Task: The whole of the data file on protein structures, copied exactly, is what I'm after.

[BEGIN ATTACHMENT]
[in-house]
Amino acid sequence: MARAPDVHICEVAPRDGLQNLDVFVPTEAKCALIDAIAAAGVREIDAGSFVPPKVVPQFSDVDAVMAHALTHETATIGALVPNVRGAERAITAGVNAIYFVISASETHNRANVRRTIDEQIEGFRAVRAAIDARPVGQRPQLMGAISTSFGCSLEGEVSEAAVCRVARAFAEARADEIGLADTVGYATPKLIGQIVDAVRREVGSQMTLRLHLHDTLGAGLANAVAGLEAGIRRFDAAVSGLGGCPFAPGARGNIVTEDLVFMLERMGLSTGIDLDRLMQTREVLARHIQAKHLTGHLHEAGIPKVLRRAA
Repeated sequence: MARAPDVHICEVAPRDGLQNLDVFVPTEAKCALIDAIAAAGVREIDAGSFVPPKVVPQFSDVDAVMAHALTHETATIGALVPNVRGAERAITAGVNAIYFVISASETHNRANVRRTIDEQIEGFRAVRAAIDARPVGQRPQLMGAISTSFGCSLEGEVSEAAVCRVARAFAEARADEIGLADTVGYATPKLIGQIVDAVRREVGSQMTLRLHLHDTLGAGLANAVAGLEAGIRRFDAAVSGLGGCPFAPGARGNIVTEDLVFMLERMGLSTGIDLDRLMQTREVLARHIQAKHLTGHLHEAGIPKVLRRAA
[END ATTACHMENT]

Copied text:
[in-house]
Amino acid sequence: MARAPDVHICEVAPRDGLQNLDVFVPTEAKCALIDAIAAAGVREIDAGSFVPPKVVPQFSDVDAVMAHALTHETATIGALVPNVRGAERAITAGVNAIYFVISASETHNRANVRRTIDEQIEGFRAVRAAIDARPVGQRPQLMGAISTSFGCSLEGEVSEAAVCRVARAFAEARADEIGLADTVGYATPKLIGQIVDAVRREVGSQMTLRLHLHDTLGAGLANAVAGLEAGIRRFDAAVSGLGGCPFAPGARGNIVTEDLVFMLERMGLSTGIDLDRLMQTREVLARHIQAKHLTGHLHEAGIPKVLRRAA
Repeated sequence: MARAPDVHICEVAPRDGLQNLDVFVPTEAKCALIDAIAAAGVREIDAGSFVPPKVVPQFSDVDAVMAHALTHETATIGALVPNVRGAERAITAGVNAIYFVISASETHNRANVRRTIDEQIEGFRAVRAAIDARPVGQRPQLMGAISTSFGCSLEGEVSEAAVCRVARAFAEARADEIGLADTVGYATPKLIGQIVDAVRREVGSQMTLRLHLHDTLGAGLANAVAGLEAGIRRFDAAVSGLGGCPFAPGARGNIVTEDLVFMLERMGLSTGIDLDRLMQTREVLARHIQAKHLTGHLHEAGIPKVLRRAA